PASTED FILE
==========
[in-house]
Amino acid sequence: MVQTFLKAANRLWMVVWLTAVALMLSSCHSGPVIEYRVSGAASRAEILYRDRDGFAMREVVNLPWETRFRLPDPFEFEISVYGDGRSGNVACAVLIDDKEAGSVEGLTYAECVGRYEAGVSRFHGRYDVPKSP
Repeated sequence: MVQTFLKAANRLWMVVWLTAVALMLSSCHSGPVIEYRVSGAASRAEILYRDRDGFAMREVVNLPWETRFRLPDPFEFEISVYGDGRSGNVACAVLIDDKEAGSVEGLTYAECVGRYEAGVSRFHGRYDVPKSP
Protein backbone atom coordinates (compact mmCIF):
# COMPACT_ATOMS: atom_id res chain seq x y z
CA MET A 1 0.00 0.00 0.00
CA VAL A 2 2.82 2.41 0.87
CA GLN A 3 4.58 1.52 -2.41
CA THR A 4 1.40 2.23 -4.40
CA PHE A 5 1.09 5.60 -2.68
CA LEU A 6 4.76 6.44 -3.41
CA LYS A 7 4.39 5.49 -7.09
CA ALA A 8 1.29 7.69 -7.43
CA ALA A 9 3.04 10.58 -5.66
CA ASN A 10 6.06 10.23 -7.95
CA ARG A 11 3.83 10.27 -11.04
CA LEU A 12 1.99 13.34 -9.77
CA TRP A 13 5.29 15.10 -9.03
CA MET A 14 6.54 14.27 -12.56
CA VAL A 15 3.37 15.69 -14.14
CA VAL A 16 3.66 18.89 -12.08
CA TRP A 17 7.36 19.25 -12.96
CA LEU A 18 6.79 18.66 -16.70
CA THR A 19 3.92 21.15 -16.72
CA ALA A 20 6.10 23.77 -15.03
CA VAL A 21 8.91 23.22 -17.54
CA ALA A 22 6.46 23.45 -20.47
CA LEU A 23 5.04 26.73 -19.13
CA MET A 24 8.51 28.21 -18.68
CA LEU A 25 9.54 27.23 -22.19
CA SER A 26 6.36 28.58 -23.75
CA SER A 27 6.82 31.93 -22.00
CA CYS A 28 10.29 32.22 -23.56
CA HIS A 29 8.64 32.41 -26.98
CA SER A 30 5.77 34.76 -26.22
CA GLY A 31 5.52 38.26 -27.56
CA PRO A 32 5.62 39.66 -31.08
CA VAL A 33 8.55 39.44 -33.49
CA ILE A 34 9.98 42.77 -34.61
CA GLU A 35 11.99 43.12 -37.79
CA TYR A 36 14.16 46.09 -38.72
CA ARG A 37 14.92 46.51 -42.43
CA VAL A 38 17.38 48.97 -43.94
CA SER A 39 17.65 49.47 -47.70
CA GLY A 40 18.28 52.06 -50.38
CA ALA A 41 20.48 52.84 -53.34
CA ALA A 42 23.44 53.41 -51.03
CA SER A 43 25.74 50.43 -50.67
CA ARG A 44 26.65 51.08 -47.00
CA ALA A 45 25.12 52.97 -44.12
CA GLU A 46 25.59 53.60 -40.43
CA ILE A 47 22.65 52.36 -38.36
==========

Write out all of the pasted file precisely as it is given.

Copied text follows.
[in-house]
Amino acid sequence: MVQTFLKAANRLWMVVWLTAVALMLSSCHSGPVIEYRVSGAASRAEILYRDRDGFAMREVVNLPWETRFRLPDPFEFEISVYGDGRSGNVACAVLIDDKEAGSVEGLTYAECVGRYEAGVSRFHGRYDVPKSP
Repeated sequence: MVQTFLKAANRLWMVVWLTAVALMLSSCHSGPVIEYRVSGAASRAEILYRDRDGFAMREVVNLPWETRFRLPDPFEFEISVYGDGRSGNVACAVLIDDKEAGSVEGLTYAECVGRYEAGVSRFHGRYDVPKSP
Protein backbone atom coordinates (compact mmCIF):
# COMPACT_ATOMS: atom_id res chain seq x y z
CA MET A 1 0.00 0.00 0.00
CA VAL A 2 2.82 2.41 0.87
CA GLN A 3 4.58 1.52 -2.41
CA THR A 4 1.40 2.23 -4.40
CA PHE A 5 1.09 5.60 -2.68
CA LEU A 6 4.76 6.44 -3.41
CA LYS A 7 4.39 5.49 -7.09
CA ALA A 8 1.29 7.69 -7.43
CA ALA A 9 3.04 10.58 -5.66
CA ASN A 10 6.06 10.23 -7.95
CA ARG A 11 3.83 10.27 -11.04
CA LEU A 12 1.99 13.34 -9.77
CA TRP A 13 5.29 15.10 -9.03
CA MET A 14 6.54 14.27 -12.56
CA VAL A 15 3.37 15.69 -14.14
CA VAL A 16 3.66 18.89 -12.08
CA TRP A 17 7.36 19.25 -12.96
CA LEU A 18 6.79 18.66 -16.70
CA THR A 19 3.92 21.15 -16.72
CA ALA A 20 6.10 23.77 -15.03
CA VAL A 21 8.91 23.22 -17.54
CA ALA A 22 6.46 23.45 -20.47
CA LEU A 23 5.04 26.73 -19.13
CA MET A 24 8.51 28.21 -18.68
CA LEU A 25 9.54 27.23 -22.19
CA SER A 26 6.36 28.58 -23.75
CA SER A 27 6.82 31.93 -22.00
CA CYS A 28 10.29 32.22 -23.56
CA HIS A 29 8.64 32.41 -26.98
CA SER A 30 5.77 34.76 -26.22
CA GLY A 31 5.52 38.26 -27.56
CA PRO A 32 5.62 39.66 -31.08
CA VAL A 33 8.55 39.44 -33.49
CA ILE A 34 9.98 42.77 -34.61
CA GLU A 35 11.99 43.12 -37.79
CA TYR A 36 14.16 46.09 -38.72
CA ARG A 37 14.92 46.51 -42.43
CA VAL A 38 17.38 48.97 -43.94
CA SER A 39 17.65 49.47 -47.70
CA GLY A 40 18.28 52.06 -50.38
CA ALA A 41 20.48 52.84 -53.34
CA ALA A 42 23.44 53.41 -51.03
CA SER A 43 25.74 50.43 -50.67
CA ARG A 44 26.65 51.08 -47.00
CA ALA A 45 25.12 52.97 -44.12
CA GLU A 46 25.59 53.60 -40.43
CA ILE A 47 22.65 52.36 -38.36